Imelda Romualdez Marcos is now eighty years old. She has lost little of her charm; the political rubbishing she has received since her husband Ferdinand fell from power and died has failed to dent her self-confidence. She still thinks of doing things for the poor as though she had never left her job in human settlements. She has learned to look beyond her critics and believes she has found peace. Watch her move inside a shopping mall or wet market, and you’ll see people reaching out to touch her. Watch those who have set themselves above her: no one at all seems to mind them. Not even the New York Times minds talking about her in lieu of her country or its government.
While court cases have piled up against the Marcos estate (of which Imelda is the executor), none of them has moved, purportedly for lack of evidence. In the only celebrated case that ever went to trial in New York City in 1990, the now legendary Rudolph Giuliani did his best to convict the accused, and she literally spat blood in open court, but after a seemingly interminable trial, Imelda won an acquittal that stunned her critics and supporters alike. Her biggest and toughest battle, however, has always been in the media where the cruelest caricature and cliches about her persist. Negative press opinion terrifies state prosecutors, judges and justices from confessing openly that sufficient evidence does not exist against her in any of her cases, and that, however terrible or unacceptable it may appear, the law seems to favor her side.
Nothing illustrates this better than the case of her jewelry which the Presidential Commission on Good Government (PCGG) had carted away when Marcos fell in 1986 and those seized by the US government when the Marcoses arrived in Hawaii and subsequently turned over to the PCGG by the US government. Who owns these jewelry is a question of law rather than of political opinion, but the PCGG seems inclined to act on the basis of what the editorials and columnists would say rather than on the basis of what the law actually says.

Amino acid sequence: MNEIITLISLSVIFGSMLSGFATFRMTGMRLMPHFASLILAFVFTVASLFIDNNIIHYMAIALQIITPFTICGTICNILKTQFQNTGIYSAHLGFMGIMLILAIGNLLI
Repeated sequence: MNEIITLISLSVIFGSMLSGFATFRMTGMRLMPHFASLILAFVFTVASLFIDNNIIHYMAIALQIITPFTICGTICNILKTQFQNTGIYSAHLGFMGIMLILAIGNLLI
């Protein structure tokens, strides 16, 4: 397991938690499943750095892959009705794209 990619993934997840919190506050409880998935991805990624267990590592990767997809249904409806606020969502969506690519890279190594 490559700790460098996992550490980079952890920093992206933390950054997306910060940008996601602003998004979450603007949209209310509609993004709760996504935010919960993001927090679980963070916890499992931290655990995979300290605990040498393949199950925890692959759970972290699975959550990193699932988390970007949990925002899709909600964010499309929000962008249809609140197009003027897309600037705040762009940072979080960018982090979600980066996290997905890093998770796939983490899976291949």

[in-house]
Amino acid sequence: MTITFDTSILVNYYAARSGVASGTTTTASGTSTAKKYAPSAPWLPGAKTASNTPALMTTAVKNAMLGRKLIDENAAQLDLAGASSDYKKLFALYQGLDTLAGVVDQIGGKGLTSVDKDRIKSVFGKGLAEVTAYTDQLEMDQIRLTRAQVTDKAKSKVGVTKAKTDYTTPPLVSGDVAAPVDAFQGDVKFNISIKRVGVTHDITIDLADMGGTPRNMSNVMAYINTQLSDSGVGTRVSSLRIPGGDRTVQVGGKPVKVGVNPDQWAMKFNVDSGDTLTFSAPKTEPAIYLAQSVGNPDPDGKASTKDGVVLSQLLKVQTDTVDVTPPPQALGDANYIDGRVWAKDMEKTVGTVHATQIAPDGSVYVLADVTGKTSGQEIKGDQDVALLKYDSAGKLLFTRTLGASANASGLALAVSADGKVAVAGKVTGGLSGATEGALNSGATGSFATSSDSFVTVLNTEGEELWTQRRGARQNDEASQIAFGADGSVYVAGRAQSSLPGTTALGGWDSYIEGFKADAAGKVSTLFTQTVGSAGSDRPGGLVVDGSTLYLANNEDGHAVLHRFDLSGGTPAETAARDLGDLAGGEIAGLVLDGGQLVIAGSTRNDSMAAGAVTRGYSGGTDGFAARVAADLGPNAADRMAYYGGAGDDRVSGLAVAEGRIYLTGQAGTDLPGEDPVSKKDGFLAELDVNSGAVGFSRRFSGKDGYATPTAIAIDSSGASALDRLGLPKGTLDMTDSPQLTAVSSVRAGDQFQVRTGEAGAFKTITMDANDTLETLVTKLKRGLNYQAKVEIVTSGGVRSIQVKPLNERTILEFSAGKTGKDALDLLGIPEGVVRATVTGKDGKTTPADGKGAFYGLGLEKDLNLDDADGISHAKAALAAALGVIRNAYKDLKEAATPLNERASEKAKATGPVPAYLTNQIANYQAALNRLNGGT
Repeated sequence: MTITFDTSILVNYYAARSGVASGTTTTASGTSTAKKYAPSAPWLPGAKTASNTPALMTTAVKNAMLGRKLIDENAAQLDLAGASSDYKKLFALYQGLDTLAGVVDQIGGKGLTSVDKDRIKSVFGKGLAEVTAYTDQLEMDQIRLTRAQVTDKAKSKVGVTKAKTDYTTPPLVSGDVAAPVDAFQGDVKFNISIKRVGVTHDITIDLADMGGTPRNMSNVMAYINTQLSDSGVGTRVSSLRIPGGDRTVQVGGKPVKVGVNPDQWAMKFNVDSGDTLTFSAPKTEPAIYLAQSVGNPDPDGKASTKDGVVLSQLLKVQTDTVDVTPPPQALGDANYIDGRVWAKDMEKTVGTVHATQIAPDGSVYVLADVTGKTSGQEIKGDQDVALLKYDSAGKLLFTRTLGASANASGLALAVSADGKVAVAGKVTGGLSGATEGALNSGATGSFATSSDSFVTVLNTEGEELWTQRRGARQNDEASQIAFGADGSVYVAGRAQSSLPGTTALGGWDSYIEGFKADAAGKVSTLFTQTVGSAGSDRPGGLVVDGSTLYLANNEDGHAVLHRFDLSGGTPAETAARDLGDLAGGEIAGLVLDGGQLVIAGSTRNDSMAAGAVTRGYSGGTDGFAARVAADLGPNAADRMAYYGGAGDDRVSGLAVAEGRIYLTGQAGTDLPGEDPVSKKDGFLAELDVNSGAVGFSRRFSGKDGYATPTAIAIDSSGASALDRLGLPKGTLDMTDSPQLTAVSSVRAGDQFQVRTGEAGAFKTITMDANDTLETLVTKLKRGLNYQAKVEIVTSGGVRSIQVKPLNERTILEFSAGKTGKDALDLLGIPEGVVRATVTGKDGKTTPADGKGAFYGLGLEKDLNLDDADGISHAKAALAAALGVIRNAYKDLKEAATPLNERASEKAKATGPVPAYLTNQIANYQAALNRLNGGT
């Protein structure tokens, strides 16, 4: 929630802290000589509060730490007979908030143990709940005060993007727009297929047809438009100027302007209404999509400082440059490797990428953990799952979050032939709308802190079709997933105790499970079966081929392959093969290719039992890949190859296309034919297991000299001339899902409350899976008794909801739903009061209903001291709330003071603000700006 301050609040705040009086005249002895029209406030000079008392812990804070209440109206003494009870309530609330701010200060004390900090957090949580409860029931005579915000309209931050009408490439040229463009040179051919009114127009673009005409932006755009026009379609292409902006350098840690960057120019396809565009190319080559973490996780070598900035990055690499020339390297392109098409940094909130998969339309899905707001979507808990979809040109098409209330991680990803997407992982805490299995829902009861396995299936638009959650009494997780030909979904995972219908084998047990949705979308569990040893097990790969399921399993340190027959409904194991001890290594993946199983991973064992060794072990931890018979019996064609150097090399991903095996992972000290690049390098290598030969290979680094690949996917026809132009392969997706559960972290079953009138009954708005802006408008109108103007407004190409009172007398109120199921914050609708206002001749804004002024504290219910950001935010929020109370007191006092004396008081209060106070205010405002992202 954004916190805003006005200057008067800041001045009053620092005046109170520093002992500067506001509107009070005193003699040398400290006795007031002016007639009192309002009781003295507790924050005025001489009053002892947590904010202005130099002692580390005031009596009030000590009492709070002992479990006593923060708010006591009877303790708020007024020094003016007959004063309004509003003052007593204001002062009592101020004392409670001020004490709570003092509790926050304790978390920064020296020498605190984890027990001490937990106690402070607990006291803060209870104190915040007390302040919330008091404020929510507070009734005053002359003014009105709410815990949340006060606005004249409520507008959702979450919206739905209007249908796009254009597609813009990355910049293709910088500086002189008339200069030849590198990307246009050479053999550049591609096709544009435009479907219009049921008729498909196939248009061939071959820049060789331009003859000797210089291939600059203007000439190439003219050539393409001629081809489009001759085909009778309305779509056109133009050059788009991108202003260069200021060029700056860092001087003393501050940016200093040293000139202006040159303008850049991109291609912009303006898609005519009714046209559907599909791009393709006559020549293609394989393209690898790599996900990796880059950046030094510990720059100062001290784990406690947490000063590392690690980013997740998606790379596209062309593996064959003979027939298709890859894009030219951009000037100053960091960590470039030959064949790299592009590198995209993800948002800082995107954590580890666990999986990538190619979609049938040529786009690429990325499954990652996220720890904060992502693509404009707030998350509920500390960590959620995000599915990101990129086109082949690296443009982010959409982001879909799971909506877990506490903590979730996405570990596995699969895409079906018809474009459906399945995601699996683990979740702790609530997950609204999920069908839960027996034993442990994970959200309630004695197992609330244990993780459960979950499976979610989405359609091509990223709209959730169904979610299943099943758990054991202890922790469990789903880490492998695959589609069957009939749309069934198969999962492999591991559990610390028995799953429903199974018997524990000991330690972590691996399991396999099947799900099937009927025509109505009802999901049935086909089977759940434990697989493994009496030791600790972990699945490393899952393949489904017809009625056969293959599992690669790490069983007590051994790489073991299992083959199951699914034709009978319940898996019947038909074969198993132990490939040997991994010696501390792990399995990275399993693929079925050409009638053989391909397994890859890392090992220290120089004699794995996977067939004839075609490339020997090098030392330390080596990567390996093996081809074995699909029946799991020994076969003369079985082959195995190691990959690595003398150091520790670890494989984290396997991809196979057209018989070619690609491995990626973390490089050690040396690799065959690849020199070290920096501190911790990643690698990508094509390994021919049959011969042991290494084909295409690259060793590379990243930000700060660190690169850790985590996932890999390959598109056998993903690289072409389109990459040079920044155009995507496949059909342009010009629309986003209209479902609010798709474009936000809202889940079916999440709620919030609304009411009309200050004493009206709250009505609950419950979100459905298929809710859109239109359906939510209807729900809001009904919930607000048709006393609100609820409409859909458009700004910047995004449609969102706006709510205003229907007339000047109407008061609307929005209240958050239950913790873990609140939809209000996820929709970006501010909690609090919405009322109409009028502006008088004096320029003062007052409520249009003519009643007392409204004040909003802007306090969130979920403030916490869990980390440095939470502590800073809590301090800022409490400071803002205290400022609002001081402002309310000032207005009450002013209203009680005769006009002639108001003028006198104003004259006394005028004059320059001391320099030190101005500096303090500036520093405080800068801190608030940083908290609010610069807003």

When Cory Aquino proclaimed a revolutionary government in 1986, she could have confiscated all the Marcos properties and declared them forfeit to the state. This is what successful revolutions usually do. But she never did. Instead, she decreed that all questionable Marcos assets be simply sequestered or frozen until they were declared by a competent court to have been ill-gotten. Thus any question about the ultimate ownership of any sequestered asset must be resolved according to a specific constitutional process.
Under the Constitution, the PCGG had 18 months from February 7, 1987, or until August 7, 1989, to sequester and freeze assets believed to have been ill-gotten, upon a showing of a prima facie case. If the assets had been sequestered or frozen before February 7, 1987, judicial action to declare them ill-gotten and forfeit to the state should have taken place within six months from that date. If the assets had been sequestered or frozen after that date, such action should have been commenced within six months from the sequestration or freezing of the same. If no such action had been commenced during the said period, the sequestration or freeze order was deemed automatically lifted.
No court has pronounced the Imelda jewelry ill-gotten. Neither has any forfeiture proceeding been initiated anywhere during the prescribed period. Thus Imelda’s ownership of the jewels stands uncontested, no matter how we may feel about it. No less than the irrepressible Secretary Raul Gonzales has said as much, before he was shifted from the Department of Justice to the Malacanang legal office. If the PCGG could show no legal basis for holding on to the jewels, it should return them to their rightful owner, he said. Why then does the PCGG tenaciously cling on to them despite such authoritative prodding, and the owner’s own repeated demands for their immediate return? One can only speculate.
The PCGG is apparently scared to do what is legally right but which the old enemies of Marcos may not be prepared to accept. After all, it took many of them a long time to accept the fact that the communists, as Marcos had said from the very start, rather than Marcos himself, as the victims had claimed, had thrown the grenade at Plaza Miranda that nearly wiped out the entire opposition in 1971. They were not prepared to see that Marcos was innocent of the heinous crime which they had led themselves and the rest of the nation to believe had been his handiwork. Something similar could be happening here, again.
Having made the world believe that everything the Marcoses had was ill-gotten, the PCGG does not have what it takes to admit it has no right to the jewels. They have apparently calculated that regardless of what the law says, the people are not likely to march for Imelda if her rights were violated, whereas the PCGG commissioners could be in real trouble if they fail to consider the sentiments of the old enemies of Marcos. So it would be safer to be constitutionally wrong but politically correct. But no society endures which sacrifices the law to personal vendetta or political correctness.